8.1.2 Grounded theory

Grounded theory is interested in the linking of events through their development, for the purpose of generating a common theme. This approach was important in helping me to observe the ways in which one artwork developed into the next one. When creating art, which is inspired by emotions and feelings, artists may find it difficult to observe the link between one work and the next. Grounded theory enables one to employ the tool to make such an observation.

This research was developed by creating art experiments, learning from feedback and experiences, and building upon them. Grounded theory (Denscombe, 2003: 116) sees this approach as a process of adding subsequent sites. However, the so-called ‘site’ of this research (processes of opening to inspiration) is an experience, a mental activity. In a way, the site is people’s own minds or hearts, rather than a physical place.

The painter Mondrian provides an example of applying research into the mental ‘site’ of artistic activity, in a process which may be called the ‘language of application’. Mondrian, I feel, would observe reality, be emotionally inspired by it and then would choose a language of colours and shapes into which his emotions would be condensed. Riley (1997: 1) explains that Mondrian had a systematic approach to the visible world. Mondrian would observe the branches of the trees with their rhythmical structures that would lead to dynamism, fragmentation and emotional intensity within him. He would then add a subsequent factor by identifying order and balance (unity and fullness) in the shapes of the branches, which would then lead him to making systematic statements in his painting. Riley (1997: 1) suggests that Mondrian insisted on finding order, suggesting in that way that Mondrian was consciously using this method.

Grounded theory is operationalised in this research as a practical tool, where I have made a set of choices, following Mondrian’s approach, in which mental artistic activities were given corresponding colours, shapes, sounds and tastes, and later subjected to feedback from audiences. This feedback would then shape further works. For example, making the film Unfolding Hearts (2006; DVD disc of the film is enclosed to the [printed] thesis) followed sites, or stages, that developed one from the other. The first stage was personal observation of nature and being inspired by it. Being inspired was an inner ‘mental site’, which occurred in an external site – nature. I chose to express the external site by taking pictures of flowers with my camera. Warner (2006: 223) suggests that the camera may capture what the human eye cannot see, things that ‘lie below the threshold of vision and beyond the frequency at which the brain registers light’ (p. 223). To illustrate the idea of capturing things that ‘lie below the threshold of vision’ I have taken close-up images of flowers; flowers in zoom, in order to convey the inner feeling that I felt inside and which lie in the minute shapes of flowers. The use of the camera for that purpose seemed to me most suitable.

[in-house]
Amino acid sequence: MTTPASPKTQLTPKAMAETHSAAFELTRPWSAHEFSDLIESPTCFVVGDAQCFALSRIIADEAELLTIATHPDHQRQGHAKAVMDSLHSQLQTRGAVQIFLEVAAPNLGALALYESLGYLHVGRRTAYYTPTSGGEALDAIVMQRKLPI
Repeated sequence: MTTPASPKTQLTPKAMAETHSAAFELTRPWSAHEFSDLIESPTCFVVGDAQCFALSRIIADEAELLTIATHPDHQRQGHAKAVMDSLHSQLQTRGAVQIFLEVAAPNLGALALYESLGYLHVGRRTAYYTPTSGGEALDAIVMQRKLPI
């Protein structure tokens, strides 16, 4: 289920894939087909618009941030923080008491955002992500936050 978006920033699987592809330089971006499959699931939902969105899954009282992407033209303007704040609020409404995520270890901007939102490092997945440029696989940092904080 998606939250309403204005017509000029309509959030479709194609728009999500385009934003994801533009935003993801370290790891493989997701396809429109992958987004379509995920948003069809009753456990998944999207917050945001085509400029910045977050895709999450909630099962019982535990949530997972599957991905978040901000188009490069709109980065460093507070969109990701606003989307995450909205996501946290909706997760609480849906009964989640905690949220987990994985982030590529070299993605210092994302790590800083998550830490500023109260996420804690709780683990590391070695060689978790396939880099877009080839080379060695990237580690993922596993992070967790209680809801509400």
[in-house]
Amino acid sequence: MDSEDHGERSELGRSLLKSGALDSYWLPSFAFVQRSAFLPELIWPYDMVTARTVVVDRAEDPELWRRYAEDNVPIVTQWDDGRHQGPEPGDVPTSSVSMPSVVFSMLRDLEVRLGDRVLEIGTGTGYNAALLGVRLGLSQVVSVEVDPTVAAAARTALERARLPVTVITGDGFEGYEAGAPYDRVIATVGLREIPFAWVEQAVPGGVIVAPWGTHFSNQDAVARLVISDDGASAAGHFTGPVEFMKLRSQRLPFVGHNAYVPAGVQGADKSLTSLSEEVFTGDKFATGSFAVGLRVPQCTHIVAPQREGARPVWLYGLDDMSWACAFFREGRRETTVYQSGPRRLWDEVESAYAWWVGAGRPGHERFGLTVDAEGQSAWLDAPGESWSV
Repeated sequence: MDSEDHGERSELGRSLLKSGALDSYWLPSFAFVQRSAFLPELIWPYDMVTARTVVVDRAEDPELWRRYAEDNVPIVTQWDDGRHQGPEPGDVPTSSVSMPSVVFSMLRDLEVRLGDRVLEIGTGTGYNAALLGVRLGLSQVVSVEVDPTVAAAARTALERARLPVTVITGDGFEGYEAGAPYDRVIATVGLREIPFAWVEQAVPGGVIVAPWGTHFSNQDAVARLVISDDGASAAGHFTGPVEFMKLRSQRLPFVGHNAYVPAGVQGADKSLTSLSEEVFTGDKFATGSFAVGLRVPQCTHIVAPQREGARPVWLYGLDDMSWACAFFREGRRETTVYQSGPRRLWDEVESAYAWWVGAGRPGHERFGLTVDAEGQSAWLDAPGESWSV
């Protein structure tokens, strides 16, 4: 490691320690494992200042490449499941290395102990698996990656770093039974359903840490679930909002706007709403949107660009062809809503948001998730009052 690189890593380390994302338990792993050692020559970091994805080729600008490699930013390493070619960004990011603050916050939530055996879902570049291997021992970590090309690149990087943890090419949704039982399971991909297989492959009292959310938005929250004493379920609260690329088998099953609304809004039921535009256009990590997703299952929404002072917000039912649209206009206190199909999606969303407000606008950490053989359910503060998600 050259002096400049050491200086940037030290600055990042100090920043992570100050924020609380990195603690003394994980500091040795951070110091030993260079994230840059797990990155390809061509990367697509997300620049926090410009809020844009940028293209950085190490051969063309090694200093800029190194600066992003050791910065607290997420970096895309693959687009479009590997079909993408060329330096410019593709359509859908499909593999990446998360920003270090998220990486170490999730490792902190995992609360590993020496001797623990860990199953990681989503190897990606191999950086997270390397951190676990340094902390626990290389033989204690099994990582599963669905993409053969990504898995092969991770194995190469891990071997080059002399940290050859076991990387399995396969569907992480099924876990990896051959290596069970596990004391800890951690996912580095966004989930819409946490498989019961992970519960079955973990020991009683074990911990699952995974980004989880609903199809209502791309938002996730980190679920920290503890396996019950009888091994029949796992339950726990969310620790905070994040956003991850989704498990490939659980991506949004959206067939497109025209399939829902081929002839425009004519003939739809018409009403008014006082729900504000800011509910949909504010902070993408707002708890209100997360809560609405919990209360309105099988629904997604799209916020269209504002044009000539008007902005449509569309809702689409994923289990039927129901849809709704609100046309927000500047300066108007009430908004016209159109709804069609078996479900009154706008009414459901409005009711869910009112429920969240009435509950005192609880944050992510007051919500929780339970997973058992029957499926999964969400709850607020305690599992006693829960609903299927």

To externalise my inner feelings I chose to write short-verse poetry, and then read the poems in front of the video camera, manifesting them publicly. I also subjected the poems to what may be called ‘emotional feedback’ by giving them to another poet to read in front of the camera. Doing so, my inner emotions that were reflected in my poetry were given the sound and gesture of the inner reflection of another poet. In that way my process received not only professional feedback from another artist (reading my poems), but also her own artistic input. The poetry reading later inspired the specific use of the flower images in this film, where colours were intensified. Using the grounded theory I have focused on ‘grounding’ emotional experiences with the visible world of nature, images and human interactions.

In other works and experiments, I have received feedback on my films, artworks, and paper presentations in conferences – which subsequently inspired further work, that can be illustrated as a ‘wave’ of actions leading to feedback, leading to further actions. This pattern can be seen in graph 1 which shows actions taken for this research (artworks, exhibitions, conferences etc’, See appendix, PhD Art Design and Media, Gil Dekel  for full list), with periods of intense artistic creations, following periods of reflection and assimilation of feedback, and a repeating pattern.

'Actions Graph' showing main artworks and other activities undertaken for Gil's research.

Graph 1: ‘Actions Graph’ showing main artworks and other activities undertaken for this research.

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